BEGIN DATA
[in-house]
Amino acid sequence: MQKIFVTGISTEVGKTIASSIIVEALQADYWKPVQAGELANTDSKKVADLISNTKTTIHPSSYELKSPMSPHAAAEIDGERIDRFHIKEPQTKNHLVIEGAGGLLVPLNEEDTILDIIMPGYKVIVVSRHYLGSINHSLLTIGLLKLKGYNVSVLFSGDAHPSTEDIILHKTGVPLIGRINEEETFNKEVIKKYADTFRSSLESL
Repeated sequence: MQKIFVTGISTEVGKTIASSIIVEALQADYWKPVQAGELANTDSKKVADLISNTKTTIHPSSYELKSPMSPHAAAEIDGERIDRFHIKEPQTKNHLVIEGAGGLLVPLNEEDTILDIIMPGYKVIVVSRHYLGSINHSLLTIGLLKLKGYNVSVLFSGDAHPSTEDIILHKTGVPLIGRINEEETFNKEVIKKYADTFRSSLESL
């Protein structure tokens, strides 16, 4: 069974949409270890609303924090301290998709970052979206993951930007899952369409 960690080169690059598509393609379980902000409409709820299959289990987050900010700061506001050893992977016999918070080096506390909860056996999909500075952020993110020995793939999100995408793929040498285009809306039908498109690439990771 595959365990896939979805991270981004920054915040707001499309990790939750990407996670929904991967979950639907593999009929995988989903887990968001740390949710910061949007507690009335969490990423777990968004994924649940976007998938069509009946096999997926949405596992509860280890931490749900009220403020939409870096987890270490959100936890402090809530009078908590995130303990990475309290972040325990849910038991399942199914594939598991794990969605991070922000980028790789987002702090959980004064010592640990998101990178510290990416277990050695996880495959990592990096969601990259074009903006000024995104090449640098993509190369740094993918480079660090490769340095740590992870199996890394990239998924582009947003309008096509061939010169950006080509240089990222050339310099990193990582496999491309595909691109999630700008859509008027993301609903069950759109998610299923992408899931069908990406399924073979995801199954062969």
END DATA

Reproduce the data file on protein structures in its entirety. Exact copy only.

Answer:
[in-house]
Amino acid sequence: MQKIFVTGISTEVGKTIASSIIVEALQADYWKPVQAGELANTDSKKVADLISNTKTTIHPSSYELKSPMSPHAAAEIDGERIDRFHIKEPQTKNHLVIEGAGGLLVPLNEEDTILDIIMPGYKVIVVSRHYLGSINHSLLTIGLLKLKGYNVSVLFSGDAHPSTEDIILHKTGVPLIGRINEEETFNKEVIKKYADTFRSSLESL
Repeated sequence: MQKIFVTGISTEVGKTIASSIIVEALQADYWKPVQAGELANTDSKKVADLISNTKTTIHPSSYELKSPMSPHAAAEIDGERIDRFHIKEPQTKNHLVIEGAGGLLVPLNEEDTILDIIMPGYKVIVVSRHYLGSINHSLLTIGLLKLKGYNVSVLFSGDAHPSTEDIILHKTGVPLIGRINEEETFNKEVIKKYADTFRSSLESL
């Protein structure tokens, strides 16, 4: 069974949409270890609303924090301290998709970052979206993951930007899952369409 960690080169690059598509393609379980902000409409709820299959289990987050900010700061506001050893992977016999918070080096506390909860056996999909500075952020993110020995793939999100995408793929040498285009809306039908498109690439990771 595959365990896939979805991270981004920054915040707001499309990790939750990407996670929904991967979950639907593999009929995988989903887990968001740390949710910061949007507690009335969490990423777990968004994924649940976007998938069509009946096999997926949405596992509860280890931490749900009220403020939409870096987890270490959100936890402090809530009078908590995130303990990475309290972040325990849910038991399942199914594939598991794990969605991070922000980028790789987002702090959980004064010592640990998101990178510290990416277990050695996880495959990592990096969601990259074009903006000024995104090449640098993509190369740094993918480079660090490769340095740590992870199996890394990239998924582009947003309008096509061939010169950006080509240089990222050339310099990193990582496999491309595909691109999630700008859509008027993301609903069950759109998610299923992408899931069908990406399924073979995801199954062969």